Steel And Smoke
Izurria, Mother of Monsters is the lesser goddess of Plagues, Monsters, and Medicine. Her symbol is a blood-red chalice with three drops descending, representing the three pillars of Izurrian faith. Her clerics study the domains of Death, Nature, and Life.
Izurria is the daughter of Heriot, and shares his pale visage, although her form is depicted as half-flayed, torn and bandaged into that of an unnatural horror. At her side is the twisted black staff Bloodline, from which a single touch can bestow agonizing pain or slow wasting disease.
When Izurria attempted to mimic Ahn’s creation of life, the result was horrible monsters and abominations, as well as bringing disease and plague to the mortal world. As a result, she was cast from the heavens and resides in the World of Mirrors, often stepping through to the mortal world to cause mischief.
While Izurria is seen as a goddess of sickness, she is also patron to those chirurgeons who seek the knowledge of healing arts outside of the gods’ favor. While she does not directly bless these heretical scholars with her power, she often grants them knowledge or sudden discoveries in their art.
The beliefs of those who worship Izurria’s power are three:
- That which does not kill, strengthens. Izurria sees her plagues as a way to force mortals to evolve and become stronger. Some devotees see this as advocating survival of the fittest, and act as plague vectors to weed the strong from the weak.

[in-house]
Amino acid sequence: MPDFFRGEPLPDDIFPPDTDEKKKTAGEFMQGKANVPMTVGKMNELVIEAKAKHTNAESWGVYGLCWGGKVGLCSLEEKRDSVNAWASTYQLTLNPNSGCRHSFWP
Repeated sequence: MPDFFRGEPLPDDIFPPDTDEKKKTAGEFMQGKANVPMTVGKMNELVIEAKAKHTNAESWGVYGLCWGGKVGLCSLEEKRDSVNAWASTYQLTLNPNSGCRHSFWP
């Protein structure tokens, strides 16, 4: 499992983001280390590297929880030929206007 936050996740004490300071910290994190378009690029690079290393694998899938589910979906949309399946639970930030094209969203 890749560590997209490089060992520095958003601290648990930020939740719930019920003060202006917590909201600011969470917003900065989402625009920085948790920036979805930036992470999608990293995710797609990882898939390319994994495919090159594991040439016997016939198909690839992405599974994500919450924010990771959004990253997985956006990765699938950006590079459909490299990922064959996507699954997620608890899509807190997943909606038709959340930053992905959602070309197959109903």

- Pain is the gift of the living. Many Izurrian faithful adopt a stoic philosophy that states pain is nothing more than proof of life. Many engage in ritualistic flagellation as a form of worship, but this faith also gives strength to many a berserker who holds the Mother of Monsters dear.
- Blessed are the abominations, for they are the children of Izurria. The misshapen monsters of the world are Izurria’s spawn, in some cases literally. Her followers venerate them, often forming small cults led by beholders or deep aboleths.
Most people see Izurria worship as something to be loathed, but the chirurgeons who worship the Mother of Monsters take holy oaths to heal the sick and treat the injured, making the presence of Izurrian faith something of a contentious issue in most communities.
Prayers to Izurria often include some form of blood sacrifice, especially when seeking her favor. She has no churches or altars in civilized lands, although her worshippers often find places to congregate in secret even amidst the great cities.